Jamil Al Sayyed, the former head of the General Directorate of General Security, was apparently involved in the assassination of Rafic Hariri.

The perceived loss of Iraq to both Shiite rule and Iranian influence further fuelled the sense that Sunnis were being threatened by a "Shia Crescent."

Meanwhile, the socio-economic decline of the northern Lebanon -- neglected by Beirut and largely cut off from its Syrian hinterland given bitter relations with Damascus -- exacerbated Sunni feelings of abandonment.

But now -- as Islamists in northern Lebanon shelter and protect Syrians who crossed the border, -- they reactivate ties that had been debilitated in the 1980s, thereby breaking with their sense of isolation and reconnecting with their communal, Sunni identity. Sunni groups in the north of Lebanon champion the Syrian uprising as their own cause, considering themselves the pioneers of resistance against the Assad regime.

The financial aid destined to the Syrian revolution contributes to a broader Sunni mobilisation, with jihadist Sunni Lebanese joining Syrian rebels in establishing networks of wealthy donors, in raising funds.

Sunni jihadists in Lebanon are joining a broader, region-wide sentiment of Sunni rebirth in Egypt, Tunisia, Libya and elsewhere. Buoyed by both the Syrian revolution and these regional trends, Lebanon’s Sunnis have not hesitated to confront their own authorities.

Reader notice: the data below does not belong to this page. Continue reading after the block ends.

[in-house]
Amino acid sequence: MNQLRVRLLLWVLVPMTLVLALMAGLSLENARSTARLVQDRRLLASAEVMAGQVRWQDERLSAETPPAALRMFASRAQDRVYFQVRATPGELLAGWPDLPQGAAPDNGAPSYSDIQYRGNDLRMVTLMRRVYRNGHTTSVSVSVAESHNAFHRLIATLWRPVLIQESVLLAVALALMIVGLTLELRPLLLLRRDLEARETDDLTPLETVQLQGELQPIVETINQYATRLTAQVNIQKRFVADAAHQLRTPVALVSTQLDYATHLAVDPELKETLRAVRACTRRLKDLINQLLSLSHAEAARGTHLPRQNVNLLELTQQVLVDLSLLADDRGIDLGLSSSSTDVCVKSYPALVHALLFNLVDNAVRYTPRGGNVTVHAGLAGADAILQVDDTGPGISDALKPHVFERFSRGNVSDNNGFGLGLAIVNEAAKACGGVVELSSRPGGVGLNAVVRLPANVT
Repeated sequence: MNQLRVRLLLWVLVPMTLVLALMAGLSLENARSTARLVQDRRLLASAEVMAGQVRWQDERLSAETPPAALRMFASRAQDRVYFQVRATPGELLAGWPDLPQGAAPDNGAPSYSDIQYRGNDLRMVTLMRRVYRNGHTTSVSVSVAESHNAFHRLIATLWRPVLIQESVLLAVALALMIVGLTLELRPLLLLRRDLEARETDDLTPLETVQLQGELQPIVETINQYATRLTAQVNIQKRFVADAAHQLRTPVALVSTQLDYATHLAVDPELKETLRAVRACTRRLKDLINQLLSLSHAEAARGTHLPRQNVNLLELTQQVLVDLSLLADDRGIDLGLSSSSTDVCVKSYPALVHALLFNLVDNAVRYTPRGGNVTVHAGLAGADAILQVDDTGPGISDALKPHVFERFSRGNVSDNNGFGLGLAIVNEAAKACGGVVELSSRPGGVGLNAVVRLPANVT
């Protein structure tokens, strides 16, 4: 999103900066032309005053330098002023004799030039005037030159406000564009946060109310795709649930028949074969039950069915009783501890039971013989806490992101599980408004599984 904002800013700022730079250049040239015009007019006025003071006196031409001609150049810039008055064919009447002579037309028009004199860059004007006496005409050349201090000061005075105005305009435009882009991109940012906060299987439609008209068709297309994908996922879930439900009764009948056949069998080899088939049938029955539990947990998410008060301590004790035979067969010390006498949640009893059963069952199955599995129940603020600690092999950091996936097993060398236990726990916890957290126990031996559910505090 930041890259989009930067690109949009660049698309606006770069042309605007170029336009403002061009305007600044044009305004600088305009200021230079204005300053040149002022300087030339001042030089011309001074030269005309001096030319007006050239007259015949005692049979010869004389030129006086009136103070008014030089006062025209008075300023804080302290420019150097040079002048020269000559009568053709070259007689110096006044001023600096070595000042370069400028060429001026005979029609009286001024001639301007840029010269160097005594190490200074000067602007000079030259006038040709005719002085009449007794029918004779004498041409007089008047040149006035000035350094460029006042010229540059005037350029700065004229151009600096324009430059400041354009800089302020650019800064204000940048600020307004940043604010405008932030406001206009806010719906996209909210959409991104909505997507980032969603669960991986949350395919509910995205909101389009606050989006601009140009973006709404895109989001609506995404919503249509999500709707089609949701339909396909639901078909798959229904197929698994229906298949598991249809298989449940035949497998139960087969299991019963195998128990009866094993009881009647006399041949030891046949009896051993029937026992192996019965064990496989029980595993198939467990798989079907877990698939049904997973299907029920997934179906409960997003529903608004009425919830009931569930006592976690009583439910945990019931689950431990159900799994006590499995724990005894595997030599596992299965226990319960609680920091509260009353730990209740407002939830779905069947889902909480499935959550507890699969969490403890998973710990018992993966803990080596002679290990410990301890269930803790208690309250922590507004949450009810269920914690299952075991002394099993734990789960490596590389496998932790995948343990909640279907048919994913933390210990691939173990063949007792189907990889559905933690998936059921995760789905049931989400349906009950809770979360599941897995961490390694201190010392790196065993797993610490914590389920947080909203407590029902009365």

When, on 14 May 2012, members of Directorate General of the General Security – a Lebanese intelligence agency whose head has close ties to Hezbollah – arrested Shadi Mawlawi, a Lebanese Salafi, local jihadists rose up in various Tripoli neighbourhoods. Violent clashes broke out between Jabal Mohsen and Bab Tebbaneh, Tripoli’s Alawite and Sunni strongholds respectively. It took Mawlawi’s release a week later to restore calm.

Shadi Mawlawi carries the black flag of Sunni islam after his release.

Likewise, the 20 May 2012 killing at an army checkpoint in Akkar of Sheikh Ahmed Abdul Wahed, a Sunni cleric – another backer of the Syrian uprising – prompted a show of Sunni force.

Sheikh Ahmed Abdul Wahed

In the wake of these incidents, Sunni armed groups called for the army’s withdrawal from Akkar and several Sunni leaders went as far as to encourage Sunni soldiers to defect from the armed forces, which is viewed as sympathetic to Hezbollah and the Assad regime.

As news of Wissam Hassan’s assassination spread on 19 October, armed groups and masked men carrying the black flag took to the streets of Tripoli, where gunmen forced the closure of shops, Akkar and other areas, including Beirut.

Wissam Adnan al-Hassan was seen as a leading Sunni figure in Lebanon.